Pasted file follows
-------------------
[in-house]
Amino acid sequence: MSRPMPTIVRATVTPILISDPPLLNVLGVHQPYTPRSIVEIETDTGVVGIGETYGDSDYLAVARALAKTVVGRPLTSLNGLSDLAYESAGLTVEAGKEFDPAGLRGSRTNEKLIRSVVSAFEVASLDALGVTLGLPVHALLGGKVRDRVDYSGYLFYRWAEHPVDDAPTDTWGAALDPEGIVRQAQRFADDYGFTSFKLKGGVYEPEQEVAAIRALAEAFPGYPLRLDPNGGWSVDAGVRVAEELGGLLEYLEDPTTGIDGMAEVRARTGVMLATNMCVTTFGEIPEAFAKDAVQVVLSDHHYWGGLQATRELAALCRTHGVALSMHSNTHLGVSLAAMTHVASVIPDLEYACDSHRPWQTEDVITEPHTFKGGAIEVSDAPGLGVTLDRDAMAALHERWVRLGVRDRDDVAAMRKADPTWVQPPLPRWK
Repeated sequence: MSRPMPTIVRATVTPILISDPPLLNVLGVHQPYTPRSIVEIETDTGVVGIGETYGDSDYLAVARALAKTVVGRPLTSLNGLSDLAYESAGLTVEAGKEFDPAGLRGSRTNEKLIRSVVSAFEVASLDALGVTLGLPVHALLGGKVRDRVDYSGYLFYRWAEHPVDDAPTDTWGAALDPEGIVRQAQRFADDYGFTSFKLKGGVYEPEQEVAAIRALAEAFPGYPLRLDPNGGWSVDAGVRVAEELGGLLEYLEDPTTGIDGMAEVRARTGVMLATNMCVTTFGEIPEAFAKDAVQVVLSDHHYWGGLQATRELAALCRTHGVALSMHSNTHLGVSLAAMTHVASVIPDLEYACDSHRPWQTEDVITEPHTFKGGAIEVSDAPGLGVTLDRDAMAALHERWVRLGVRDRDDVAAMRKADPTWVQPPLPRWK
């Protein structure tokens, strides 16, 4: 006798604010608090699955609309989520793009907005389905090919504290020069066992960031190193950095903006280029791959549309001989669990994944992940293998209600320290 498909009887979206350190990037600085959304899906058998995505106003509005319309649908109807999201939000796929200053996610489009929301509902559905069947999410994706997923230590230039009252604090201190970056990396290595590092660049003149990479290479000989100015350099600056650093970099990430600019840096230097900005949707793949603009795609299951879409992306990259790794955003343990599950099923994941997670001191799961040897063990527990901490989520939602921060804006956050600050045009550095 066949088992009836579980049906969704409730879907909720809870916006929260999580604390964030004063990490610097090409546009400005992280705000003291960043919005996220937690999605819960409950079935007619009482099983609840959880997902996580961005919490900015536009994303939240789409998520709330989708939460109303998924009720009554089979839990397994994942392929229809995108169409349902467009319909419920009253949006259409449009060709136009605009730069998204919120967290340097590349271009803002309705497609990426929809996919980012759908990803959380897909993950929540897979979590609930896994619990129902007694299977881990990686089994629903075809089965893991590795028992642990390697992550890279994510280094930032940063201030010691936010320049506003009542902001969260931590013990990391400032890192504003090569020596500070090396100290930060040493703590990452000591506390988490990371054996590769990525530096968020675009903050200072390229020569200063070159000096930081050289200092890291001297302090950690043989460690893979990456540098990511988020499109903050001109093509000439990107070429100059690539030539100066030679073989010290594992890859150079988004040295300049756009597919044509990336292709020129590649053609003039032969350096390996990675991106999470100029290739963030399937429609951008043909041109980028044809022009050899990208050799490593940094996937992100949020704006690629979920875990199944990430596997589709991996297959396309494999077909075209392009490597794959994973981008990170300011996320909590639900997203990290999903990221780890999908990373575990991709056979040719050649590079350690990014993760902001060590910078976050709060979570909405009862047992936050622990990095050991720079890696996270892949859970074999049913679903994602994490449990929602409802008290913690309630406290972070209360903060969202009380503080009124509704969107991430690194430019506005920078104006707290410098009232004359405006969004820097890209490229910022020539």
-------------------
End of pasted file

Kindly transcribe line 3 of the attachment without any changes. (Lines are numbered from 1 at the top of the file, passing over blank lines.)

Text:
Repeated sequence: MSRPMPTIVRATVTPILISDPPLLNVLGVHQPYTPRSIVEIETDTGVVGIGETYGDSDYLAVARALAKTVVGRPLTSLNGLSDLAYESAGLTVEAGKEFDPAGLRGSRTNEKLIRSVVSAFEVASLDALGVTLGLPVHALLGGKVRDRVDYSGYLFYRWAEHPVDDAPTDTWGAALDPEGIVRQAQRFADDYGFTSFKLKGGVYEPEQEVAAIRALAEAFPGYPLRLDPNGGWSVDAGVRVAEELGGLLEYLEDPTTGIDGMAEVRARTGVMLATNMCVTTFGEIPEAFAKDAVQVVLSDHHYWGGLQATRELAALCRTHGVALSMHSNTHLGVSLAAMTHVASVIPDLEYACDSHRPWQTEDVITEPHTFKGGAIEVSDAPGLGVTLDRDAMAALHERWVRLGVRDRDDVAAMRKADPTWVQPPLPRWK